Surely enough, today they are taking 'the man' with very good chances of success. And this is just a couple of grad students, armed with the right tools--reason and facts--that generated the right plan of action and did not accept no for an answer. And it only took them two weeks to get to the people than can exert the changes. But it strikes me as odd, that after hearing the myriad complaints from multiple people all across the school, for many years, such a simple problem had not been addressed before. And the answer is the failure to make the problem yours, to expect that someone else has to fix the problem, instead of forcing them to do it.

It is in this context that I see America today, I see the multitude of problems cropping up, I see electoral fraud (scary facts if you research them [1]), I see cronyism, the complete deterioration of the media, the increase in corporation power, I see the fast deterioration of democratic institutions all over. But I don't see the action, save for a small number of individuals that have made it their job to keep people informed, but people is not reacting

The only thing that you have to do is act, create your own plan of action, don't wait for someone else to do it for you. Choose a problem, dedicate half an hour a day to research it and join efforts with similar minded people to analyze what can be done (see the example of Otpor!, it really works). If Americans don't start paying more attention to their own country, in a few years, this beloved democracy will be no more.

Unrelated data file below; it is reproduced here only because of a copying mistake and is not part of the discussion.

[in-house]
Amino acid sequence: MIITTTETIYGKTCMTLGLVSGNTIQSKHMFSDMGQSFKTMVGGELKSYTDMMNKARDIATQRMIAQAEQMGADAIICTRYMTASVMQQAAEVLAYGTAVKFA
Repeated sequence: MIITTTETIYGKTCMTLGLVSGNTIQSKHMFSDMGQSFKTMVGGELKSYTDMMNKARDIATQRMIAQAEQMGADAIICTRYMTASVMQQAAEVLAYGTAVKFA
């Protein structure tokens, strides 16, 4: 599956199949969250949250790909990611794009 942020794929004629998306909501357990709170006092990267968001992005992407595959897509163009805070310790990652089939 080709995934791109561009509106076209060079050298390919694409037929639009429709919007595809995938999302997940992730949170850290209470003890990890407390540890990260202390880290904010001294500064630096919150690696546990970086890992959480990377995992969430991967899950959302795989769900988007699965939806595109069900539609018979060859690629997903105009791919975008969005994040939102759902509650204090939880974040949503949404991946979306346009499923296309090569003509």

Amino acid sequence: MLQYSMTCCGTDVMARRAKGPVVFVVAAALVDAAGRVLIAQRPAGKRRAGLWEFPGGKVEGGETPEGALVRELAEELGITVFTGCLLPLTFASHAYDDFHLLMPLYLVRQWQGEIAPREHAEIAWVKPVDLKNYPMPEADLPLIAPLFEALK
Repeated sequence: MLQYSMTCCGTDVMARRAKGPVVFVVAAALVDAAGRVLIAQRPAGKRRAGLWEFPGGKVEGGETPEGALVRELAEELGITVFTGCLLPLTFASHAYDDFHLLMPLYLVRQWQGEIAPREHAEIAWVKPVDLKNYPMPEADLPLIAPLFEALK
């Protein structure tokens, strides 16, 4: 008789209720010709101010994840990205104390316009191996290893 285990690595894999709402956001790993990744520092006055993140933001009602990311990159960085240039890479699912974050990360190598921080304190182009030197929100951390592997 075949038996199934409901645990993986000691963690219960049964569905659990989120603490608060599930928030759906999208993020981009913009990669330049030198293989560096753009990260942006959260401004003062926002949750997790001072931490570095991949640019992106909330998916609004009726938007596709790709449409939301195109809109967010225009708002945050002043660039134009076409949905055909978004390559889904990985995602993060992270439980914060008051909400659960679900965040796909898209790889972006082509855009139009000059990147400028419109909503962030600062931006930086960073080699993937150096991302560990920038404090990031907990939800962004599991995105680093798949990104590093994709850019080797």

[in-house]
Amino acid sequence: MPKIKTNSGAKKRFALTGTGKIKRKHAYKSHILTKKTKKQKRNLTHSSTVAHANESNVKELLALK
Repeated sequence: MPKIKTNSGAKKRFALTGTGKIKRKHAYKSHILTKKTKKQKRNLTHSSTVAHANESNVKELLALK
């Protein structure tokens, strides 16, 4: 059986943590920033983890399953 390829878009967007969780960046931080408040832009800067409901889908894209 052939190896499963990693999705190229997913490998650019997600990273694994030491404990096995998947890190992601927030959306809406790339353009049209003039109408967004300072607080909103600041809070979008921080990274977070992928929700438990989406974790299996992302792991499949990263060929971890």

Me?, I have Venezuela to worry about.

  1. Evidence of Electoral Fraud in the 2004 U.S. Presidential Election: A Reading List, and please get over the bias label, you know what I think about that one.

Update: My friends had their first important meeting today (two rungs down from the school president), extremely well armed with facts and figures, and a recent read of my 'bias' article. They described to me how hard was to get through that one, but by the end she was surprised, concerned, and supportive. Most people don't realize that such injustices are just due to the administration not 'knowing' the effect of their practices, if someone had just taken the time to inform them before, these would not be there. Of course, an administrative practice of many years, around which a whole structure has been created, is hard and expensive to change, so now the real work starts.

Monday, October 03, 2005

Cronie, who?

I cannot believe this, exactly what is the Bush Administration thinking?. I really don't care much about who this Harriet Myers is. But to nominate her to the supreme court?. Is this some kind of distraction, a smoke screen?. A big resounding no, no, so that the next one can slide through looking great in comparison?.

Bush has clearly shown with superhero Brownie and all the others that have been indicted or forced to resign, that he likes to appoint cronies to important positions in his administration. Look how much good it has done with FEMA. And Harriet Myers clearly fits at least the 'buddy' definition by the book. When the best the media could do, is say that "she is very loyal, and worked for Bush!!!," and that is some sort of an endorsement!!!.